Bloating is uncomfortable. It's also complicated, because there's no one thing that causes it. You could be bloated for a number of reasons. Maybe it's because you're lactose intolerant and ate a dairy product, or because you spent the last four hours chewing gum and accidentally swallowed too much air, or even because you went a little too hard on some salty food — seriously, this list goes on for a while.
"Bloating has become a bit of a slang word," Lisa Ganjhu, D.O., gastroenterologist and clinical associate professor of medicine at NYU Langone Medical Center, tells SELF. She explains that "in the gastrointestinal world, bloating is just a lot of trapped gas in your stomach, small bowel, or colon." What we commonly know as bloating may also be your body retaining water, which David Greenwald, M.D., director of clinical gastroenterology and endoscopy at Mount Sinai Hospital, says can often be a side effect of a high-sodium diet.
Before you look for a cure to your bloat, Greenwald says it's important to understand what's causing it. This will enable you to choose the right solution and alleviate that unwanted swell as quickly as possible. Generally, when you're bloated, you'll want to stay away from foods that are difficult to digest, like cruciferous or brassica vegetables (AKA broccoli, Brussels sprouts, cabbage), as those are loaded with indigestible sugars. You'll also want to avoid eating too much fiber, which can itself produce more gas and bloating, and if you're lactose-intolerant, it's best to ditch that dairy entirely. Instead, opt for one of these three different types of foods that will sate your hunger and help release the pressure.
If you're retaining water, seek out foods with lots of potassium.
Potassium is an electrolyte that keeps fluid levels in the body regular. The nutrient is an essential part of a well-rounded diet, and overall you should be trying to get a certain amount of potassium every day — the recommend daily intake (RDI) is 4,700 mg. If you're experiencing bloat from fluid retention — which may be caused by a high-sodium diet — Greenwald says that upping your potassium intake will help decrease that swollen feeling. These 10 foods are packed with that debloating agent:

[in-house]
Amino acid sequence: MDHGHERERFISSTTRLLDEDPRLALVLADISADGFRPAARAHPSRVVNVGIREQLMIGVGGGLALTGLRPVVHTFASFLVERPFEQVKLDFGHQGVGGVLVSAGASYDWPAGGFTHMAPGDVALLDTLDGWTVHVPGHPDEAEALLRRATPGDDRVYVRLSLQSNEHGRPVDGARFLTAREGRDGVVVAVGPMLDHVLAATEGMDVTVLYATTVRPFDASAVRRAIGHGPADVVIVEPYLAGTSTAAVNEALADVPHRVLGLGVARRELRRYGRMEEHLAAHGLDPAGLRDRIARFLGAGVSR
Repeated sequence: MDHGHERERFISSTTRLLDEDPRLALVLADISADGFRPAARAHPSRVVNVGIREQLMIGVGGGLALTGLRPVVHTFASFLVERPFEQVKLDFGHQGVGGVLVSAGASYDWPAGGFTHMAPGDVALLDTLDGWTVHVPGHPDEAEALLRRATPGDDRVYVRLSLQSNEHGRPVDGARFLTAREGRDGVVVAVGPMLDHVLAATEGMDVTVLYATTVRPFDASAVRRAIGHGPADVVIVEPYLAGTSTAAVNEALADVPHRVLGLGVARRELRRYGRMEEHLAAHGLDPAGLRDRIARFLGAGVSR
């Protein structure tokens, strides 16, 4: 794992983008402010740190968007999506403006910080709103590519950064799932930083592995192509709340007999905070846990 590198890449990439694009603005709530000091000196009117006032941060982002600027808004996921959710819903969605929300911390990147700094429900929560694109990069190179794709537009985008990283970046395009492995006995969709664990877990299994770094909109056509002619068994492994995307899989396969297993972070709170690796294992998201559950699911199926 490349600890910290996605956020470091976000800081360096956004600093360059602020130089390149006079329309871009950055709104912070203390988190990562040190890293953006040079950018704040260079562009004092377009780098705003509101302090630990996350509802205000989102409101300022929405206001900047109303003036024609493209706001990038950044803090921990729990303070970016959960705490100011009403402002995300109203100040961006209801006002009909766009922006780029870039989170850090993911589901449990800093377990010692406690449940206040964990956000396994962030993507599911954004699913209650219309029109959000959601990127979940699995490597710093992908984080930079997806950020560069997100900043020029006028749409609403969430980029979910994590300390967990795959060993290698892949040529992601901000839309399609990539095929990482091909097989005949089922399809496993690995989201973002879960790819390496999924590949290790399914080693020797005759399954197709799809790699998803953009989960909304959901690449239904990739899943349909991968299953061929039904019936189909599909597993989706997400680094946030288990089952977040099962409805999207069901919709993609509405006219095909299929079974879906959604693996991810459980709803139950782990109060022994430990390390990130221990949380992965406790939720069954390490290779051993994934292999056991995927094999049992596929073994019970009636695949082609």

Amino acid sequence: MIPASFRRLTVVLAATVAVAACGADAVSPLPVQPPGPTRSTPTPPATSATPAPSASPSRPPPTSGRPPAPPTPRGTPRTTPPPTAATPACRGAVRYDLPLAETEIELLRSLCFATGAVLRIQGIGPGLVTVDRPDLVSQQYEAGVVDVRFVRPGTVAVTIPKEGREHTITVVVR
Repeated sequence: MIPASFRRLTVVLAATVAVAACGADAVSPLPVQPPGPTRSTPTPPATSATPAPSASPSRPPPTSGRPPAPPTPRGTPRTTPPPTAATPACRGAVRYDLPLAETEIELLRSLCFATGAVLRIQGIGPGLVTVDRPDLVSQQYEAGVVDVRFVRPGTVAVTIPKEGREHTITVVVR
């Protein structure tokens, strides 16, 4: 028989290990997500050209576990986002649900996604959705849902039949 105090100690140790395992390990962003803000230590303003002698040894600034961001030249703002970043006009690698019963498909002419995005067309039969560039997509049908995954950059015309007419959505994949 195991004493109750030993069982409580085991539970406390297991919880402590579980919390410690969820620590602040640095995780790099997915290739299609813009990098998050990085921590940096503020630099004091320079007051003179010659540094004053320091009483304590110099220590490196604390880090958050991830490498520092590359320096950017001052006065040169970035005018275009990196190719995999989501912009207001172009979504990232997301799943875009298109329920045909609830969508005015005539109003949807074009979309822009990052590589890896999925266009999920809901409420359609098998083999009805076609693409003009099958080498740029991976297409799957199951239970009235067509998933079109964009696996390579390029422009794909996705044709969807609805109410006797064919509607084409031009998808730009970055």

See More: 8 Sneaky Ways To Debloat In Just One Day
If you're fighting gas, try these foods that will relax your gastrointestinal tract.
If you think your bloat may be caused by trapped gas, Ganjhu says you'll want to relax your gastrointestinal (GI) tract with one of these six foods. Papaya is full of an enzyme called papain, which is known to aid digestion. Mint, licorice, fennel, caraway, and ginger all have antispasmodic properties and oils which can help soothe your GI tract and push digestion along.
And if you really need to eat even though you're feeling all puffed up, opt for fruits and vegetables that are easy to digest and full of water.
The thing with bloating, Greenwald explains, is that it will resolve itself over a period of time. Of course, during this time, you can't avoid eating because you're feeling uncomfortable — that bloat could last all day long! Instead, he says to opt for fruits and vegetables that are easy to digest and won't cause any additional bloating. These five foods fit into the easy to digest category, and they're also full of fluids. Flooding your body with fluids will help your body release any of those fluids it may be holding onto, which can be a great solution if you feel your bloat is caused by fluid retention.
This article originally appeared on SELF.